As I mentioned in a previous article, Middleby (MIDD) reported impressive fourth quarter results. Its earnings per share increased 32.8% to $0.89 in the fourth quarter of 2007 as compared to $0.67 in the fourth quarter of 2006. For the full year, earnings per share increased 21.0% to $3.11 in 2007 from $2.57 in 2006. Net sales rose 48.1% in the 2007 fourth quarter, and 24.1% for the full year. The net sales increase reflects the impact of several acquisitions that were made during the year. Excluding the impact of acquisitions, sales organically grew 11.9% in the 2007 fourth quarter, and 5.7% for the full year.
I always try to been very conservative when building valuation models. I had been modeling 15% earnings growth for Middleby, but this may be too conservative. Middleby’s CEO is now guiding to 20-25% earnings growth.
Below is a summary of Middleby’s earnings over the past four years.
I should note that the table above is not split-adjusted, thus the jump in shares and the seeming decline in earnings per share. It should also be noted here that Middleby’s purchase of Star International Holdings, Inc. for $188 million is not reflected in the numbers above as it closed following the year-end reporting period. Middleby’s debt increased as a result of this purchase by $188 million. Integrating Star as well as its other 2007 acquisitions should continue to produce efficiencies going forward. Earnings growth of 20% does not seem unlikely based on Middleby’s success in integrating past acquisitions. I would expect the majority of Middleby’s free cash flow will be used to pay down debt in 2008.
My previous valuation had started with owner earnings of $50 million. Based on Middleby’s recent results, I have increased the starting owner earnings to $55.7 million. I had also relied upon a growth range of 9-21%. This is a wide-range, but I was assuming 9% organic growth if no acquisitions were available. With Middleby’s recent acquisitions, it should be able to achieve efficiencies in the future that should result in greater than 9% growth. Other assumptions for the table below assume a reversion value based on a 1.35 PEG ratio at the end of five years. I use a 10% discount rate for the cash flows.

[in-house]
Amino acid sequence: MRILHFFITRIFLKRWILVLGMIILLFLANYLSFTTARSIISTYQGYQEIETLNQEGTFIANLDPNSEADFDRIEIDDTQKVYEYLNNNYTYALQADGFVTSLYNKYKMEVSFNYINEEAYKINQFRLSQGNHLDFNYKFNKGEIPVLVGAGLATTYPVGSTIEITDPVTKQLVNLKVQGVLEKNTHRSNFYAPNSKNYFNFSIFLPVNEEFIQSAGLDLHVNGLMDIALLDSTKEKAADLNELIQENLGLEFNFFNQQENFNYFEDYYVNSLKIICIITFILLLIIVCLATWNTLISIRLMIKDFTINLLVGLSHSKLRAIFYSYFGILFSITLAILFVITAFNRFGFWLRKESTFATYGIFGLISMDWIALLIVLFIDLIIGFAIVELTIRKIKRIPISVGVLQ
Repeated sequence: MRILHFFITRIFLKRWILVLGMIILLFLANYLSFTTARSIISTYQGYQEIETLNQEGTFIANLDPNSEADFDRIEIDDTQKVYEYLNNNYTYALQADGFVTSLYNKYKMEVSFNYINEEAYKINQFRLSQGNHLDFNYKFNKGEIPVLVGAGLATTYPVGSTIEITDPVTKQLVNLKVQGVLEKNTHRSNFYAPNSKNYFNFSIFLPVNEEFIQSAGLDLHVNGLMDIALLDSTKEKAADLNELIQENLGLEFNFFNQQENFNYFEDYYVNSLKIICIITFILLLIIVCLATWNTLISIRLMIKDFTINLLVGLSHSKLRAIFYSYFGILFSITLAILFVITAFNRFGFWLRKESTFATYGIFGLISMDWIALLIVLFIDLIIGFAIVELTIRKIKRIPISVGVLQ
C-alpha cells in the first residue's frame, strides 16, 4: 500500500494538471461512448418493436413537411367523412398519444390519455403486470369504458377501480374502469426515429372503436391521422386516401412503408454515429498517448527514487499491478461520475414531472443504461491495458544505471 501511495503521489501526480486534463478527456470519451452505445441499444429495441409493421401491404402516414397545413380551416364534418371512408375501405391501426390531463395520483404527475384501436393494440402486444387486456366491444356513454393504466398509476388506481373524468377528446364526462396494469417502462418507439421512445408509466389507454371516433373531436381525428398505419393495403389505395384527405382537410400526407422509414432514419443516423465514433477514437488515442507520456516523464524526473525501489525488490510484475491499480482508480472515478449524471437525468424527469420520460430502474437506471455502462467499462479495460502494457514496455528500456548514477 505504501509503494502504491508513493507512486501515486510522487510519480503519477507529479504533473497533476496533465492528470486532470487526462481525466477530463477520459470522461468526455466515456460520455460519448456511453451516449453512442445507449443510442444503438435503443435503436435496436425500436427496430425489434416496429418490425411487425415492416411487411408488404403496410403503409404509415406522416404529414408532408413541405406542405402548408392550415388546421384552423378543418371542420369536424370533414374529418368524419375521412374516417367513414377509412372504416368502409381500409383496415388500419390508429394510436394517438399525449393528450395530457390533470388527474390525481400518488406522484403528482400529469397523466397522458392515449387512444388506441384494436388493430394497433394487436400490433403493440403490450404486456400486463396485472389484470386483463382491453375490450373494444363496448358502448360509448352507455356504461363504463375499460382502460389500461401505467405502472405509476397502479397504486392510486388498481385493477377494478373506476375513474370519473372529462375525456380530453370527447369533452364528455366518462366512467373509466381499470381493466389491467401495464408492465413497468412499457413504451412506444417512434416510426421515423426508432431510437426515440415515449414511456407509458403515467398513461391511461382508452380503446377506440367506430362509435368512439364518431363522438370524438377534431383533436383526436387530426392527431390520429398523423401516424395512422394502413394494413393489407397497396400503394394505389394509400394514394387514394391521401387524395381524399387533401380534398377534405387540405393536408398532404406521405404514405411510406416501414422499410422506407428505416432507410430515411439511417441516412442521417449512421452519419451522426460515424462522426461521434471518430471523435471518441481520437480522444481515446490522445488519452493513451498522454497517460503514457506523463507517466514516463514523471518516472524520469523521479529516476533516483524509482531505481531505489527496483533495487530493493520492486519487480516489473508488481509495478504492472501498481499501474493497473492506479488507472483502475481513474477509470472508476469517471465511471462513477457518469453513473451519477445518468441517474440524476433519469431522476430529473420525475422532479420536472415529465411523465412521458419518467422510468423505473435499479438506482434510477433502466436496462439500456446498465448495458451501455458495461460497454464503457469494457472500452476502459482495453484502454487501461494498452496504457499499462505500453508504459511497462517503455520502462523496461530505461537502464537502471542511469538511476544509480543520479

Execution is always a risk when companies rely on integrating acquisitions the way Middleby does. Its track record has been very good. The Star acquisition is larger than usual for Middleby and may present some challenges for them. Still, Star was profitable when Middleby acquired the company, producing an estimated annual $20 million in EBITDA.
The economy could still present Middleby with some risks. Short-sellers have moved in on Middleby largely because it is next in line in a series of dominos. The theory goes consumer - retailers - companies that sell to retailers. I believe this is a misperception that currently presents an opportunity. Many of Middleby’s customers are expanding overseas, and require Middleby’s equipment. Additionally, Middleby has developed innovations in its products that produce real energy savings for its customers. Finally, the company can leverage its recent acquisitions for greater earnings efficiency.
To be conservative, I am relying on 18% earnings growth going forward. If the company produces 18% annual earnings growth over the next five years, it will be worth $3 billion. Discounting the cash flows back at 10% results in a value of $103 per share. The current share price of $68 represents a 34% margin of safety.
I already have a full position in Middleby, but based on its current valuation, it may be worth going a little overweight in its shares. If the company hits the top end of its guidance, the company could be worth over $5 billion in five years. That’s close to 5 times its current value.
Disclosure: The author is long Middleby.